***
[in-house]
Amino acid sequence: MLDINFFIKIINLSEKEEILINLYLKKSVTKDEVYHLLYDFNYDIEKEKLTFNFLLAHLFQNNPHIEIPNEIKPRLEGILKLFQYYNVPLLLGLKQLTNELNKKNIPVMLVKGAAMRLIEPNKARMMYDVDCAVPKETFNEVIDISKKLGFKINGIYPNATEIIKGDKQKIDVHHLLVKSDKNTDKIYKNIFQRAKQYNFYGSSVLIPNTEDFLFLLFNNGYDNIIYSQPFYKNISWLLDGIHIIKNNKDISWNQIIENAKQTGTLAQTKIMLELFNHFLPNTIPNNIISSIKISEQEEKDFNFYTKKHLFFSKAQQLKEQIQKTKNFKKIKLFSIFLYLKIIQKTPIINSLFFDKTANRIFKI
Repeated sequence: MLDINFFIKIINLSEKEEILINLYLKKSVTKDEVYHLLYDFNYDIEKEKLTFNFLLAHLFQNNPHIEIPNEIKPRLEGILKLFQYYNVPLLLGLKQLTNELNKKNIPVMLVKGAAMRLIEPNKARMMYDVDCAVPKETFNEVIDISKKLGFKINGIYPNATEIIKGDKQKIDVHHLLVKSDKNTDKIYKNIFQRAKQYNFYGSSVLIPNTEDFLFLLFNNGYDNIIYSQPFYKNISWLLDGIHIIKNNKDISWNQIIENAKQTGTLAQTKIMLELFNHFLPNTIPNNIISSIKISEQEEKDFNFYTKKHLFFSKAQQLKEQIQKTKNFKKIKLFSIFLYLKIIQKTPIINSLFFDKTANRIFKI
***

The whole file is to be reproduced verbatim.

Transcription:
[in-house]
Amino acid sequence: MLDINFFIKIINLSEKEEILINLYLKKSVTKDEVYHLLYDFNYDIEKEKLTFNFLLAHLFQNNPHIEIPNEIKPRLEGILKLFQYYNVPLLLGLKQLTNELNKKNIPVMLVKGAAMRLIEPNKARMMYDVDCAVPKETFNEVIDISKKLGFKINGIYPNATEIIKGDKQKIDVHHLLVKSDKNTDKIYKNIFQRAKQYNFYGSSVLIPNTEDFLFLLFNNGYDNIIYSQPFYKNISWLLDGIHIIKNNKDISWNQIIENAKQTGTLAQTKIMLELFNHFLPNTIPNNIISSIKISEQEEKDFNFYTKKHLFFSKAQQLKEQIQKTKNFKKIKLFSIFLYLKIIQKTPIINSLFFDKTANRIFKI
Repeated sequence: MLDINFFIKIINLSEKEEILINLYLKKSVTKDEVYHLLYDFNYDIEKEKLTFNFLLAHLFQNNPHIEIPNEIKPRLEGILKLFQYYNVPLLLGLKQLTNELNKKNIPVMLVKGAAMRLIEPNKARMMYDVDCAVPKETFNEVIDISKKLGFKINGIYPNATEIIKGDKQKIDVHHLLVKSDKNTDKIYKNIFQRAKQYNFYGSSVLIPNTEDFLFLLFNNGYDNIIYSQPFYKNISWLLDGIHIIKNNKDISWNQIIENAKQTGTLAQTKIMLELFNHFLPNTIPNNIISSIKISEQEEKDFNFYTKKHLFFSKAQQLKEQIQKTKNFKKIKLFSIFLYLKIIQKTPIINSLFFDKTANRIFKI